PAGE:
Gavin Williamson cancelled a vital meeting to go on holiday in the week before the A-level exams fiasco, intensifying calls for the embattled education secretary’s resignation.
A report in the Sunday Times said that Williamson was away in the week beginning 3 August in the Yorkshire seaside town of Scarborough, where he has family, while the exam chaos was beginning to develop in Scotland.
He later suggested that he was unaware of flaws in the algorithm that led to tens of thousands of teenagers having their exams results downgraded, and missing out on prized university places on 13 August.
‘Missing in action’
A ‘senior Whitehall source’ told the Sunday Times that it was “surprising” that Williamson went “missing in action”, despite repeated warnings about the potential issues with the moderating system.
The paper quotes a senior Conservative backbencher as saying: “It’s OK to go on holiday as long as you have done your homework first. Colleagues understand if you get run over by a bus that comes around the corner and surprises you. Williamson was run over by a bus that everyone could see coming miles away.”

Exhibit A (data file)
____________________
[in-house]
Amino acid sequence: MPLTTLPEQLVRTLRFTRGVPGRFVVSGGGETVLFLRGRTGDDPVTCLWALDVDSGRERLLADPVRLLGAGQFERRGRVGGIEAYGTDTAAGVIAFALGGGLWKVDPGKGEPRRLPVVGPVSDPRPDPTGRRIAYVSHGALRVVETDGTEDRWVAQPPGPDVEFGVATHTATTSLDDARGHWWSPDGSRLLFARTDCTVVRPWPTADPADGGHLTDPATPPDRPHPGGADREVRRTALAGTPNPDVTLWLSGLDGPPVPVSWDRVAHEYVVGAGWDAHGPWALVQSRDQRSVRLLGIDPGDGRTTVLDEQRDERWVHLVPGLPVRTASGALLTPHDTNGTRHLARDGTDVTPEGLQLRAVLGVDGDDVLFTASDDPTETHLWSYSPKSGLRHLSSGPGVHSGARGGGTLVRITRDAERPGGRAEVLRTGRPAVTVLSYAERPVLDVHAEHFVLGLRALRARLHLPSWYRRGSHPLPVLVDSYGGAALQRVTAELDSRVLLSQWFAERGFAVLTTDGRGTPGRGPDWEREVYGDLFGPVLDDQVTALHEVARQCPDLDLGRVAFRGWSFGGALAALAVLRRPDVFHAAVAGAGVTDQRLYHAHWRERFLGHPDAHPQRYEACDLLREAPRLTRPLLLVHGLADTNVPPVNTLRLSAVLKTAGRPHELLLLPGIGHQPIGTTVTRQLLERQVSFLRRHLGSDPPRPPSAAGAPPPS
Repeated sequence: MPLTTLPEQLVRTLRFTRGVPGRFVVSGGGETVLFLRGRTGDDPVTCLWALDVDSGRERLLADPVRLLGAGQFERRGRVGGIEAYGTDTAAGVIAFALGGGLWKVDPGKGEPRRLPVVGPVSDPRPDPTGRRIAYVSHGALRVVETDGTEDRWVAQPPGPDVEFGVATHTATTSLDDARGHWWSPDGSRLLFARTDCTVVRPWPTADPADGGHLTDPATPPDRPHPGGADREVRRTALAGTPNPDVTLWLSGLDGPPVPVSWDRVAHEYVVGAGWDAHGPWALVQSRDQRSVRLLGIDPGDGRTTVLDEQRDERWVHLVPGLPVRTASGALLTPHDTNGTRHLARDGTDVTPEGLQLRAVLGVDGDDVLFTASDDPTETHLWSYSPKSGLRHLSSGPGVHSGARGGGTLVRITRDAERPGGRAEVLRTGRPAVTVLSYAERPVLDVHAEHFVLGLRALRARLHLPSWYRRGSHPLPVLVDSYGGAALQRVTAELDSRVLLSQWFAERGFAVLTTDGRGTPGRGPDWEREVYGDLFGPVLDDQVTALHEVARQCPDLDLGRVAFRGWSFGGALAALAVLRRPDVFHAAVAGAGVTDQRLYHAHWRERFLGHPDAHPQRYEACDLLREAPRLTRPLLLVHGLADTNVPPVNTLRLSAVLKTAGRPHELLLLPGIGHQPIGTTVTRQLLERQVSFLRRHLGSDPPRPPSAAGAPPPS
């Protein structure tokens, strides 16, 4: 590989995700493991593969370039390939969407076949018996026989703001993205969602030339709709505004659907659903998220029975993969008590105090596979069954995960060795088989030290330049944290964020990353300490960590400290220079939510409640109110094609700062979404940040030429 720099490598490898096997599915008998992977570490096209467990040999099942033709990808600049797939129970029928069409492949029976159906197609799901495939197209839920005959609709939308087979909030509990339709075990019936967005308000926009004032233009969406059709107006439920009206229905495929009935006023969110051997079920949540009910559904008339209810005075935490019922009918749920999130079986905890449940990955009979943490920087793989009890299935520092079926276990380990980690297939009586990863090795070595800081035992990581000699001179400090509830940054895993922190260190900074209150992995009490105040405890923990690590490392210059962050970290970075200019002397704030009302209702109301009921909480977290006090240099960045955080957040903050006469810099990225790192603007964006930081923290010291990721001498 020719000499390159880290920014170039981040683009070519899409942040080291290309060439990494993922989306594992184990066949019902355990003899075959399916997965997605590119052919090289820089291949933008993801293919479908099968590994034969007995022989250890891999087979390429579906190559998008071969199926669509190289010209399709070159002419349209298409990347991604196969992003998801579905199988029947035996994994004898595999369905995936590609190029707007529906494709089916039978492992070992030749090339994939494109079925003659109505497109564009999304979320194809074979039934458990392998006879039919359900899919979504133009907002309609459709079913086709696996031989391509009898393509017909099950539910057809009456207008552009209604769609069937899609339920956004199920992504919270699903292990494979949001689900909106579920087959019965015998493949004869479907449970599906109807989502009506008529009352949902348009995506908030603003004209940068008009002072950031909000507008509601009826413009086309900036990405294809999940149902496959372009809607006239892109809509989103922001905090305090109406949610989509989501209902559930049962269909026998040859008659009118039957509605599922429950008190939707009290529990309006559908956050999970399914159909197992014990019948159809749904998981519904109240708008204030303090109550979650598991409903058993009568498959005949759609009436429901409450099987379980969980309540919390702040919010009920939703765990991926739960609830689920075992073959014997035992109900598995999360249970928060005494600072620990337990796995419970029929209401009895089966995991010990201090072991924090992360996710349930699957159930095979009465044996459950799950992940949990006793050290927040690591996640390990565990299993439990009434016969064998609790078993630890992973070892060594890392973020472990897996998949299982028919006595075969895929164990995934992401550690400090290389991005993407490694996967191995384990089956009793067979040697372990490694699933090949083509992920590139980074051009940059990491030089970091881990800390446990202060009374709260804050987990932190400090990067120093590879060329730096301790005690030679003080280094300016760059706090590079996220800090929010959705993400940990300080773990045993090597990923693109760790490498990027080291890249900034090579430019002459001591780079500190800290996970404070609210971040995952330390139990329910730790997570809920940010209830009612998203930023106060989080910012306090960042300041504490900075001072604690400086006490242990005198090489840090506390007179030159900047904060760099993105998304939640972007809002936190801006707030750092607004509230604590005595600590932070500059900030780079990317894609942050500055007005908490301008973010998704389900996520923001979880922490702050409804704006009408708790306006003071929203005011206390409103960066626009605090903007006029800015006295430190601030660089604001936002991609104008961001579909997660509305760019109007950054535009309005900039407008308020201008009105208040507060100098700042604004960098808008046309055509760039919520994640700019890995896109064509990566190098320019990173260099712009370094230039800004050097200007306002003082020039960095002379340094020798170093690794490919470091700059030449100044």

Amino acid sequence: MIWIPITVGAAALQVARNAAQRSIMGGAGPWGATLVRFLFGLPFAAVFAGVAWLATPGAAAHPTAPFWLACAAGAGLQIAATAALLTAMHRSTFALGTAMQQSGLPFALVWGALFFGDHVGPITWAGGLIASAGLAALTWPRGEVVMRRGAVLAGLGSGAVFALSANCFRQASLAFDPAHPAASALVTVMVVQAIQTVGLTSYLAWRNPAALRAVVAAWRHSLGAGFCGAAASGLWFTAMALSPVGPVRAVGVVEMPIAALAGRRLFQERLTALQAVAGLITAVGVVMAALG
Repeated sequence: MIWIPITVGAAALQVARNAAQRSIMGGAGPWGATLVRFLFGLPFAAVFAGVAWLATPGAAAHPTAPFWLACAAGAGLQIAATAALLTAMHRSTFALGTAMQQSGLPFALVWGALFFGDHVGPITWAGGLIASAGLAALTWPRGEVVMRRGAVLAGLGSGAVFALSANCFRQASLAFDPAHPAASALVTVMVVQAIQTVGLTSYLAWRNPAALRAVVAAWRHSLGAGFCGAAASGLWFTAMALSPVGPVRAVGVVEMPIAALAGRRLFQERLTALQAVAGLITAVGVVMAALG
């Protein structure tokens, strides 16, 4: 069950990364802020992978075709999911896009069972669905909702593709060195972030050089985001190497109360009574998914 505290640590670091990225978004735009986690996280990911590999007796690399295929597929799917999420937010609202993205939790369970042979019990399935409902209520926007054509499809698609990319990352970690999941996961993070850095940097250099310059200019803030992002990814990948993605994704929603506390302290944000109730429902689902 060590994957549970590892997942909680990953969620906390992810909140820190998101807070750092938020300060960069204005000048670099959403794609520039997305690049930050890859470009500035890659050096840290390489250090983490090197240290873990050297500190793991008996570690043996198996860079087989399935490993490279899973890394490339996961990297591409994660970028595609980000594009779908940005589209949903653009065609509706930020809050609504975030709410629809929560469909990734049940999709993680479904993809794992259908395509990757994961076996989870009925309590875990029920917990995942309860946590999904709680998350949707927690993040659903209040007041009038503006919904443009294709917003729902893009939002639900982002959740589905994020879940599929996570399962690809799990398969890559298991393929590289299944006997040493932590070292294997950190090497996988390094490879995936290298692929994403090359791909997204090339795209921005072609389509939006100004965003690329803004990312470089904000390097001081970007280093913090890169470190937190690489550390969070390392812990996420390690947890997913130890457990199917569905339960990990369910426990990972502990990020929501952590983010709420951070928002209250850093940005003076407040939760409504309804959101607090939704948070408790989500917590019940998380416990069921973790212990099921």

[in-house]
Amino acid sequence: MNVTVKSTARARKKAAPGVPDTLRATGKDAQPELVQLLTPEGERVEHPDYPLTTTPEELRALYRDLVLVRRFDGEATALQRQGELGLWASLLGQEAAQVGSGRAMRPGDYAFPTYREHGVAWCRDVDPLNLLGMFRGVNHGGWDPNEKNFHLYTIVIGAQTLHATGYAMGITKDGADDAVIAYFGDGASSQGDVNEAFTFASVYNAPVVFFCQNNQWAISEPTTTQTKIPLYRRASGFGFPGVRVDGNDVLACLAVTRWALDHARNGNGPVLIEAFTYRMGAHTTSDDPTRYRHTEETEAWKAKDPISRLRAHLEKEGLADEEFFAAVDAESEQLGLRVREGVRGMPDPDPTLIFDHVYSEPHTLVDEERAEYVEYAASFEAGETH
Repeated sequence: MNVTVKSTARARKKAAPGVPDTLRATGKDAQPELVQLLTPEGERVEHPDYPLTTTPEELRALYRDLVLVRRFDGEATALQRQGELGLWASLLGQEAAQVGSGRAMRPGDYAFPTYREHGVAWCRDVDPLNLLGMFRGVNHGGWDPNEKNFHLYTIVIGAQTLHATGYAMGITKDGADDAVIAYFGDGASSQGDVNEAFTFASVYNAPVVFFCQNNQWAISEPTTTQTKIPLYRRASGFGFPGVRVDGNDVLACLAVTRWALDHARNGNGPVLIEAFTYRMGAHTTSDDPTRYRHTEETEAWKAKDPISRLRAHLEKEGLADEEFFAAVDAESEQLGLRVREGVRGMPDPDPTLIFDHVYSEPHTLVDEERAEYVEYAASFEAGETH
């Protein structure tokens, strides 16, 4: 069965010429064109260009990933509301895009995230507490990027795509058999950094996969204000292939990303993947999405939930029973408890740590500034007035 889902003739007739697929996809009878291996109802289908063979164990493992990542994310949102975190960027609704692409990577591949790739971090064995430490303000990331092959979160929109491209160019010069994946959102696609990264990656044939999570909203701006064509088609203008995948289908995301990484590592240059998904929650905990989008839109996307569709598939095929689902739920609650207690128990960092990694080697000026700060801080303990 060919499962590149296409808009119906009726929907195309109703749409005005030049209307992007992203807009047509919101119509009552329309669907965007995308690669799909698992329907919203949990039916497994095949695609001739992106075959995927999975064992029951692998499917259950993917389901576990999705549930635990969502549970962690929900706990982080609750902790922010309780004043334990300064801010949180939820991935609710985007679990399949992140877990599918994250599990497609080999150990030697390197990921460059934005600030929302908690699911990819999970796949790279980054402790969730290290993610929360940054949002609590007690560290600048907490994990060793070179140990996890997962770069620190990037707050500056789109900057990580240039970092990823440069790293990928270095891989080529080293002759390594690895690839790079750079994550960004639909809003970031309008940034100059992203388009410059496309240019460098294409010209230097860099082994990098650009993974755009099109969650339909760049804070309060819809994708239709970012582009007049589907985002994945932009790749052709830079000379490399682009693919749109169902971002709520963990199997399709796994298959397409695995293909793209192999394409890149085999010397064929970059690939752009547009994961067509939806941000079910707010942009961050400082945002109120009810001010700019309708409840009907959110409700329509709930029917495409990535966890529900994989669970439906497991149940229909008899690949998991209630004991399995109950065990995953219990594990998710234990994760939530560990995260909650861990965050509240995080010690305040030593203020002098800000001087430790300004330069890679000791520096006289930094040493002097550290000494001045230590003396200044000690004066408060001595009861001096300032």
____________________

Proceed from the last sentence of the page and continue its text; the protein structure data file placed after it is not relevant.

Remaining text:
Williamson grew up in Scarborough, and his mother still lives there. Writing on Twitter this morning, he said: “I cancelled our family holiday abroad this year to focus on the challenges COVID-19 created for the education sector.
“Over the summer, I went to see family in Scarborough for the first time since lockdown, and while there I was in constant communication with the Department.”
But Labour slammed the education secretary’s “repeated incompetence”, and accused him of failing thousands of students across the UK.
Kate Green, the shadow education secretary, told the Sunday Times: “Despite receiving warnings weeks ago about problems in the grading system, Gavin Williamson took time off for his holidays only days before results were due, rather than being at his desk doing all he could to support young people.
“His repeated incompetence means that he has failed hundreds of thousands of families across the country and will have undermined parents’ confidence in the government as families and teachers prepare for school reopening next month.’’
Related: BTEC U-turn ‘unacceptable’ as Tory MP denies algorithm did disadvantage poorer pupils